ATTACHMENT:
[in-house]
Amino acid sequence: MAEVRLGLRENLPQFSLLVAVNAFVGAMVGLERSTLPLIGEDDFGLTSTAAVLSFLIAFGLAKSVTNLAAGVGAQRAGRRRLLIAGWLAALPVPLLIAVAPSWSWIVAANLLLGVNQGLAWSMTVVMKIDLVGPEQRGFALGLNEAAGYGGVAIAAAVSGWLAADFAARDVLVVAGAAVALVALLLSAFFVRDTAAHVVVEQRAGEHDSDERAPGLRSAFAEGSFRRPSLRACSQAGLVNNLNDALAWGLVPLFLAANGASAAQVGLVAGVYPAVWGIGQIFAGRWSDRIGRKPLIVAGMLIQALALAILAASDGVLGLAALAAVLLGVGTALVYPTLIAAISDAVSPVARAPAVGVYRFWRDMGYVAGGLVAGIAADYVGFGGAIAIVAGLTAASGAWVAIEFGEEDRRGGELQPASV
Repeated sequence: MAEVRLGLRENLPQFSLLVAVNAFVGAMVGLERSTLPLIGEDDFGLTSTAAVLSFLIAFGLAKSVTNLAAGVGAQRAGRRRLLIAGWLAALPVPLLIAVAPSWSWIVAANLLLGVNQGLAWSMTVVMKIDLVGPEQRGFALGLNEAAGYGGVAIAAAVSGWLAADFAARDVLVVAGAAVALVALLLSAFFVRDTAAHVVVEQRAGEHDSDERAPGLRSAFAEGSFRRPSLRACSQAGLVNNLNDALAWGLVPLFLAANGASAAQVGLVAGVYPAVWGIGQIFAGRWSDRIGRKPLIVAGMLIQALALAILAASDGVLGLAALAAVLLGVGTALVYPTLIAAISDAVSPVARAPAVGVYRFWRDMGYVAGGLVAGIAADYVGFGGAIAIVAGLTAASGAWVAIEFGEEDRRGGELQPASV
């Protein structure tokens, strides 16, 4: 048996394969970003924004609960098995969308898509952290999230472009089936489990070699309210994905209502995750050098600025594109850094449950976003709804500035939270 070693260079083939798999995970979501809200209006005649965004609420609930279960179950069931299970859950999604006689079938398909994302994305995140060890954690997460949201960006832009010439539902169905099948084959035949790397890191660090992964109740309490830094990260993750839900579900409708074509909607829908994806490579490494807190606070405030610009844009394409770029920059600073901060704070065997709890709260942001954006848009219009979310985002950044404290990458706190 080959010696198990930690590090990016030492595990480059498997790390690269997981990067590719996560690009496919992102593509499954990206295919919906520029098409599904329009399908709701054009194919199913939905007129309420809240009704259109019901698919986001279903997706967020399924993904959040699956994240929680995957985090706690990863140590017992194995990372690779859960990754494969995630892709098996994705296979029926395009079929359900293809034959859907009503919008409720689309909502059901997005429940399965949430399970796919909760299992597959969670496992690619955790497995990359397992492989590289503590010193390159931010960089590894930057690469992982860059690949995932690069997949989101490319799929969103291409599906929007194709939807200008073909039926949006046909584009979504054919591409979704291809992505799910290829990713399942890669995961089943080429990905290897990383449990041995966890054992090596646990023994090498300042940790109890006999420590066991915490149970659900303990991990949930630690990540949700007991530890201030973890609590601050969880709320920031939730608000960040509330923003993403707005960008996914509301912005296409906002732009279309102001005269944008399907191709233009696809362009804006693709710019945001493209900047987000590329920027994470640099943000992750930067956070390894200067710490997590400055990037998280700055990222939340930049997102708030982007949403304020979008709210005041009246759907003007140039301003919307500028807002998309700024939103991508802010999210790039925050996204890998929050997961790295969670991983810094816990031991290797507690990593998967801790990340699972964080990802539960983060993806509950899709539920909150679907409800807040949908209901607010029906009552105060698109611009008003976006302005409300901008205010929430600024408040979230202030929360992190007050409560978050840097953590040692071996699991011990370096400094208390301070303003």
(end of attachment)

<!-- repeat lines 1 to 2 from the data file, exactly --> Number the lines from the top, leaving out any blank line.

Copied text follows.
[in-house]
Amino acid sequence: MAEVRLGLRENLPQFSLLVAVNAFVGAMVGLERSTLPLIGEDDFGLTSTAAVLSFLIAFGLAKSVTNLAAGVGAQRAGRRRLLIAGWLAALPVPLLIAVAPSWSWIVAANLLLGVNQGLAWSMTVVMKIDLVGPEQRGFALGLNEAAGYGGVAIAAAVSGWLAADFAARDVLVVAGAAVALVALLLSAFFVRDTAAHVVVEQRAGEHDSDERAPGLRSAFAEGSFRRPSLRACSQAGLVNNLNDALAWGLVPLFLAANGASAAQVGLVAGVYPAVWGIGQIFAGRWSDRIGRKPLIVAGMLIQALALAILAASDGVLGLAALAAVLLGVGTALVYPTLIAAISDAVSPVARAPAVGVYRFWRDMGYVAGGLVAGIAADYVGFGGAIAIVAGLTAASGAWVAIEFGEEDRRGGELQPASV